Cloud communications company Twilio (NYSE:TWLO) has had a two-part year. In the first half of 2019, Twilio stock was on fire, continuing a period of strong growth that began at the start of 2018.
It hit a record $149.95 in July, rising an impressive 68% in 2019 up to that point. Since then, it’s had a reversal of fortune. The second half of 2019 has been downhill for Twilio stock. It closed down 1.3% on Tuesday at $97.59. That was just the latest decline in an extended slump during which TWLO stock has tumbled 35% since the end of July.
The question facing investors is whether the slump is going to continue and if Twilio stock is going to end up giving back all of its 2019 gains.
What Does TWLO Do?
Twilio is one of those tech companies that functions primarily behind the scenes. Other tech companies all know TWLO and many use Twilio’s tech, but the name is not widely known to consumers. The company describes its core functionality this way:
“… Twilio works in the background to bridge the gap between web-based applications and telephones …”
With Twilio technology, companies such as Uber (NYSE:UBER) are able to directly communicate with their customers in real time, with the necessary privacy layers in place, and without having to create their own communications functionality from scratch.
Speaking to SFGate in 2014, NYU business professor Arun Sundararajan said:
“Twilio is one of the hidden giants of the sharing economy. They are a critical piece of the infrastructure.”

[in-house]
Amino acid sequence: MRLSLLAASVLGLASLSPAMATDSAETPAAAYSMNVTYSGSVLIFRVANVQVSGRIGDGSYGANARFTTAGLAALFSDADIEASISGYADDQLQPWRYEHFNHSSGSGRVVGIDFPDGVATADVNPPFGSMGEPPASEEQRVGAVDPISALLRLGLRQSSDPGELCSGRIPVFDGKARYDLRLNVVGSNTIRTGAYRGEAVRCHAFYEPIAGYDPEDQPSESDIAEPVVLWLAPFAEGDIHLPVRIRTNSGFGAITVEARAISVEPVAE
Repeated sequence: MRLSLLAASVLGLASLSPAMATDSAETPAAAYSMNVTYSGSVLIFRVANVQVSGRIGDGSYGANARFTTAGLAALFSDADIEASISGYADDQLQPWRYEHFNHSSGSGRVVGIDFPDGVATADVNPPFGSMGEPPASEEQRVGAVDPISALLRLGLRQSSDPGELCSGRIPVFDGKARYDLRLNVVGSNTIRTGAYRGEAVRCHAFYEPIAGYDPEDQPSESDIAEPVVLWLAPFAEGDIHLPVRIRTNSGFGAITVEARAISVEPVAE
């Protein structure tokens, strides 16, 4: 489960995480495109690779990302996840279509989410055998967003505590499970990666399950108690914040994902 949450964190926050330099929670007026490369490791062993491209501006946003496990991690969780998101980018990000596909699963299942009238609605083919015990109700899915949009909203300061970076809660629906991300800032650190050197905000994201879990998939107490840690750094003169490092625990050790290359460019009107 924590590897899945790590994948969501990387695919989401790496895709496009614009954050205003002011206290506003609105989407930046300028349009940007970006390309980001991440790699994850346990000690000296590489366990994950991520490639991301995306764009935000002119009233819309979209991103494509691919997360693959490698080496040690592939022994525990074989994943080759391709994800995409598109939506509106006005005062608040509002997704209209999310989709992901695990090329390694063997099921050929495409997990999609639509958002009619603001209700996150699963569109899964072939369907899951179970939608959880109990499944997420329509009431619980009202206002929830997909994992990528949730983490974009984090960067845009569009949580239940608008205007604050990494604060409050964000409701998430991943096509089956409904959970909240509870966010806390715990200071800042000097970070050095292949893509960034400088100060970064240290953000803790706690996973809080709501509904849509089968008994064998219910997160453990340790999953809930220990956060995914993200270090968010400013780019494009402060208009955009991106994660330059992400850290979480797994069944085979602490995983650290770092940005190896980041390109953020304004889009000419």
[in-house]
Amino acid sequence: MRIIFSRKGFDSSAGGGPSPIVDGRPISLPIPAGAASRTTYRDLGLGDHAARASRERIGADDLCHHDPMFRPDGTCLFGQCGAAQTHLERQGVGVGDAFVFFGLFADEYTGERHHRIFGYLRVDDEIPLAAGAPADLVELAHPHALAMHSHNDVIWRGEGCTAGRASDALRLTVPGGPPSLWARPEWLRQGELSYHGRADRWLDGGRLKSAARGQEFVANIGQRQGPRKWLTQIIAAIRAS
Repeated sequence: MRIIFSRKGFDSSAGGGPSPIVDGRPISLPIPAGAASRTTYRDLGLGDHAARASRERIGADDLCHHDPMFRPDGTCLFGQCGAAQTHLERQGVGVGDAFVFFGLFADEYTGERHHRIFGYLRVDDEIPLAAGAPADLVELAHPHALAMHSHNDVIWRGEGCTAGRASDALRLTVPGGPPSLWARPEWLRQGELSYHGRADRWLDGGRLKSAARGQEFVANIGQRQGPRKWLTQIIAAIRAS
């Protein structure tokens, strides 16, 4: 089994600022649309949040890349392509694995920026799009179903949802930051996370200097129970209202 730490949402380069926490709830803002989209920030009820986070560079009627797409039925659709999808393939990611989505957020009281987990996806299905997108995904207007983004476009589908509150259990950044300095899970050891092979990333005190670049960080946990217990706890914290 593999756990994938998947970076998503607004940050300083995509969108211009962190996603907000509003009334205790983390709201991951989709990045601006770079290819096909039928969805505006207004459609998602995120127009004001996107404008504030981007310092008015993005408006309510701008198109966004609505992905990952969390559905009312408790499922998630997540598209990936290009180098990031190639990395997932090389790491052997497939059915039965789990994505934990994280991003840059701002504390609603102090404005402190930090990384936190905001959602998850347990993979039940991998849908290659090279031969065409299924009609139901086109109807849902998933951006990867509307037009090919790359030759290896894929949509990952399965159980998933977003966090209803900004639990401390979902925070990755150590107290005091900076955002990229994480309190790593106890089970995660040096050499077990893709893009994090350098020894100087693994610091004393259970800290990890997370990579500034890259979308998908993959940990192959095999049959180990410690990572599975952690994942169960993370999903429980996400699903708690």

Sundararajan pointed out that peer-to-peer marketplaces require trust between the participating parties, but at the same time, the participants often need to shield information about themselves. Twilio provides the communication layer that makes that possible.
A Potentially Risky Business
At least part of the reason the market got cold feet about Twilio is the long list of its big customers who have been under fire themselves in 2109. Uber, Lyft (NASDAQ:LYFT), Airbnb, Twitter (NYSE:TWTR) and others have taken heat this year for issues ranging from user data privacy to cities legislating against their operations. When a firm’s high-profile customers are facing scrutiny and backlashes against their businesses, that seldom works to its advantage.
And in an ironic twist, Twilio itself relies on another vendor to host its services. The company is using Amazon’s (NASDAQ:AMZN) AWS as its global cloud provider. If AWS suffers an outage — which does happen on occasion — it doesn’t just impact Twilio’s corporate operations; all of Twilio’s clients may not be able to communicate with their clients. And any price increases by Amazon puts further pressure on Twilio’s bottom line.
These two elements of Twilio’s business carry some risk. Recognition of that risk has undoubtedly had an impact on Twilio stock in the second half of 2019.
Is Twilio Stock a Buy?
Even after a slump that’s lasted nearly five months, TWLO is still up 9% in 2019. And the company continues to have the faith of stock analysts. Among the 24 professionals polled by CNN Business, nearly all of them rate TWLO stock a “buy,” with a median 12-month price target of $139.00.
Analysts seem to believe that Twilio may not have the legs to reach July’s all-time highs, at least not in 2020. However, with even the lowest price target of $115.80 still about 16% above Twilio stock’s current price of $99.25, a long-term investment in TWLO seems like a safe bet at this point.
As of this writing, Brad Moon did not hold a position in any of the aforementioned securities.